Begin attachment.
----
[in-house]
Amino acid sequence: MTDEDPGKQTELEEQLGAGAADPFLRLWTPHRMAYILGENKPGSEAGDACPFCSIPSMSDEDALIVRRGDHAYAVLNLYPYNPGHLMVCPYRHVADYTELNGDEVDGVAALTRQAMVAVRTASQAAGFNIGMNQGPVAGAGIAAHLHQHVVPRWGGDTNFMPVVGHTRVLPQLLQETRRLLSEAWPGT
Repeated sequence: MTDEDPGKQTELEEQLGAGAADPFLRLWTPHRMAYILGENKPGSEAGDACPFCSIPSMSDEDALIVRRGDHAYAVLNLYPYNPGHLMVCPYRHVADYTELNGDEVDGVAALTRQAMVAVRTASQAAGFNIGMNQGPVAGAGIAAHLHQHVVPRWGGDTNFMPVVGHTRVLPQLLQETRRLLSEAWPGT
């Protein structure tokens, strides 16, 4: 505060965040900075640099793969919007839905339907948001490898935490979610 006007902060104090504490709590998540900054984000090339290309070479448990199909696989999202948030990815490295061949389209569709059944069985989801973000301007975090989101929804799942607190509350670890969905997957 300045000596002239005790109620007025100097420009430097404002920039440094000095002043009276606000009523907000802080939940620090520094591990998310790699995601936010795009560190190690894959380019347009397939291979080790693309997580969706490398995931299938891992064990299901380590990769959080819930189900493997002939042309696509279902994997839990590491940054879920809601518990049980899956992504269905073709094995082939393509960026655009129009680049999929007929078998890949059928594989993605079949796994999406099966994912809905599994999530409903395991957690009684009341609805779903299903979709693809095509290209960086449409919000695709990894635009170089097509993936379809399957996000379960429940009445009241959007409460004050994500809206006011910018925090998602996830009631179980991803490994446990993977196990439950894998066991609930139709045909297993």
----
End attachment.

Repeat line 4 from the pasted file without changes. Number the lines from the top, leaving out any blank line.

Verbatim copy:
């Protein structure tokens, strides 16, 4: 505060965040900075640099793969919007839905339907948001490898935490979610 006007902060104090504490709590998540900054984000090339290309070479448990199909696989999202948030990815490295061949389209569709059944069985989801973000301007975090989101929804799942607190509350670890969905997957 300045000596002239005790109620007025100097420009430097404002920039440094000095002043009276606000009523907000802080939940620090520094591990998310790699995601936010795009560190190690894959380019347009397939291979080790693309997580969706490398995931299938891992064990299901380590990769959080819930189900493997002939042309696509279902994997839990590491940054879920809601518990049980899956992504269905073709094995082939393509960026655009129009680049999929007929078998890949059928594989993605079949796994999406099966994912809905599994999530409903395991957690009684009341609805779903299903979709693809095509290209960086449409919000695709990894635009170089097509993936379809399957996000379960429940009445009241959007409460004050994500809206006011910018925090998602996830009631179980991803490994446990993977196990439950894998066991609930139709045909297993």